Apart from this, there are commercial and operational considerations at play as well.

  1. Using Route optimization software 

Over the past few years, a plethora of technological solutions have been developed, which aim to help Carriers with inter alia planning their voyages, determining optimal speed, using AIS to forecast weather conditions, etc., all of which are then used to determine that routing option and schedule which involves the least amount of bunker consumption.

Driven by the growing complexity of international trade and transport, these tools are rapidly gaining in popularity, especially with the growing usage of LSFO (necessary to comply with the latest IMO regulations regarding GHG emissions).

Carriers increasingly realize that investment in software can yield significant benefits in the form of reduced bunker expenses.

  1. Using scrubbers

Especially useful in a high bunker cost environment, using scrubbers ensures a quick return on investment/ faster breakeven and has the added benefit of widening bunker procurement scope (in terms of a greater number of bunker suppliers and bunkering locations).

Carriers have seen a massive increase in their bunker spending post the implementation of stringent rules relating to GHG emissions. The new regulations impose a cap of 0.1% sulfur emissions, which can be achieved either by using LSFO or installing scrubbers on vessels. Being a more refined version of the bunker, LSFO commands premium rates and is also not as widely available, causing the demand-supply mismatch to exert inflationary pressure on bunker prices.

In this scenario, a cost-effective option is to install scrubbers on vessels, post which vessels can continue running on HFO, which is considerably cheaper than LSFO.

  1. Bunker futures/derivatives

As with most commodities, Bunker fuel too has a fairly evolved derivative market, where Carriers can hedge their bunker requirements and try to maintain stability in bunker expenses.

It is, however, not as frequently used in shipping as it is in other transportation industries (for example, it is estimated that Airlines hedge upto 60% of their bunker requirements).

Looking at the specific segments within the shipping industry, the limited levels of trading bunker derivatives is typically restricted to bigger shipping companies, with the medium and smaller-sized companies almost exclusively relying on the spot market.

Carriers set freight rates basis their cost base, which also includes bunker costs. While Carriers can estimate bunker price levels to some extent, given the extreme volatility in bunker prices on account of the multitude of variables involved, Carriers are unwillingly compelled to assume the risk of bunker prices rising more than anticipated, in which case their budgets and balance sheets will be negatively impacted.

  1. Using the right bunkering port 

As with most commodities, the prices of bunkers vary depending on the location. Globally, there are a few major bunkering locations, primarily catering to their geographical regions, where the majority of ships traversing the region bunker up. Prominent bunkering locations include Singapore, Rotterdam, Hong Kong, Fujairah, Panama, etc., each of which is a recognized center of global/ regional maritime trade.

It, however, often happens that for geo-political and economic reasons, some countries offer bunkers at lower prices to induce vessels to call at their ports to fuel up. The intent is generally to utilize their vast reserves of natural gas and earn precious foreign exchange in the process.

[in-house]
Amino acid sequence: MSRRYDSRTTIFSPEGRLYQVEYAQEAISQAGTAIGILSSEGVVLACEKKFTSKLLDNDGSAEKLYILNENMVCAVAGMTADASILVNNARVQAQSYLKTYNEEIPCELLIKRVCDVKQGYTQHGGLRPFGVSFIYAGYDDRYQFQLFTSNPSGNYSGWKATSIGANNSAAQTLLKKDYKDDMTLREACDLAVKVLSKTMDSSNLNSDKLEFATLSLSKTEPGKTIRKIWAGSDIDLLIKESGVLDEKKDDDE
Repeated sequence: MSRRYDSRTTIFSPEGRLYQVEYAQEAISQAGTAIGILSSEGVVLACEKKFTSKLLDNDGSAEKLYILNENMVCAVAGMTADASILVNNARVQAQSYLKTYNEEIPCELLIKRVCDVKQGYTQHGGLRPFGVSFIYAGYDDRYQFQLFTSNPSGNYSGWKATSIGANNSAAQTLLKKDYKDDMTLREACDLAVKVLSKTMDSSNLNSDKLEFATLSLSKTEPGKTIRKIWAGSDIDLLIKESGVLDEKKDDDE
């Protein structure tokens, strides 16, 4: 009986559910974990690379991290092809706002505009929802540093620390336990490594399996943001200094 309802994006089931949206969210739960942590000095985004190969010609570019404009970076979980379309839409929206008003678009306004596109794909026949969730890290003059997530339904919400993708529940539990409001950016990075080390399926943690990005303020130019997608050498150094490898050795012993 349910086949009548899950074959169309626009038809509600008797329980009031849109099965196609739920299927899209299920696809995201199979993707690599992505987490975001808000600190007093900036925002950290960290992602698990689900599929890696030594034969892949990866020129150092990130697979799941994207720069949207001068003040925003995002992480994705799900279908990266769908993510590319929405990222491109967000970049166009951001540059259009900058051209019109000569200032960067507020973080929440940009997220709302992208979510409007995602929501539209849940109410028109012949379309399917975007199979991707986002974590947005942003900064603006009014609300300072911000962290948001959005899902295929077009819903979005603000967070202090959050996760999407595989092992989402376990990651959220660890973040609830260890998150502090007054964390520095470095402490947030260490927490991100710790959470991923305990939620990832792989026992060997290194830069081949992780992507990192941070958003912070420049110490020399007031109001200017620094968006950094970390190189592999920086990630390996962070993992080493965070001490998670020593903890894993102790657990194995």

1. Energy-Efficient ship engines 

Since vessels are typically designed to run at a certain speed, the vessel’s engine is so constructed as to operate efficiently at this speed. Thus, the engine design is a constraint in implementing the policy of slow steaming and can thus reduce anticipated bunker savings (or partially negate the savings through higher engine maintenance costs).


Since slow steaming is now the norm in the industry, most new vessels being ordered are designed for sailing at slower speeds, which helps greatly in reducing bunker consumption.

  1. Regular reporting and analysis 

Given that almost all modern commercial vessels are connected through the internet, there is a mass of data available on all aspects of operation, including bunker consumption.

Before a voyage/ launching of service, the shipping company estimates its profit from the service by estimating costs (including bunker) and the expected revenue.

The cost estimates for bunker are derived basis the expected bunker consumption, which in turn is calculated basis of the route, distance, weather conditions, vessels fuel efficiency, cargo weight, etc.

  1. Preventive policies and measures to avoid pilferage and fraud

Since bunker is very expensive, people involved in the bunker supply and procurement process often find it extremely lucrative to indulge in various malpractices, as even a small fraction of the overall bunker procured can be valued at significant amounts.

It is for this reason that the probability of malpractices being perpetuated in the bunker procurement process is quite high, ranging from instances of pilferage to large-scale fraud.

Common malpractices include bunkers being adulterated or being off-specification, bunker suppliers under-delivering the quantity ordered or at times short-changing on the quantity ordered in collusion with the crew.

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Source: MarineInsight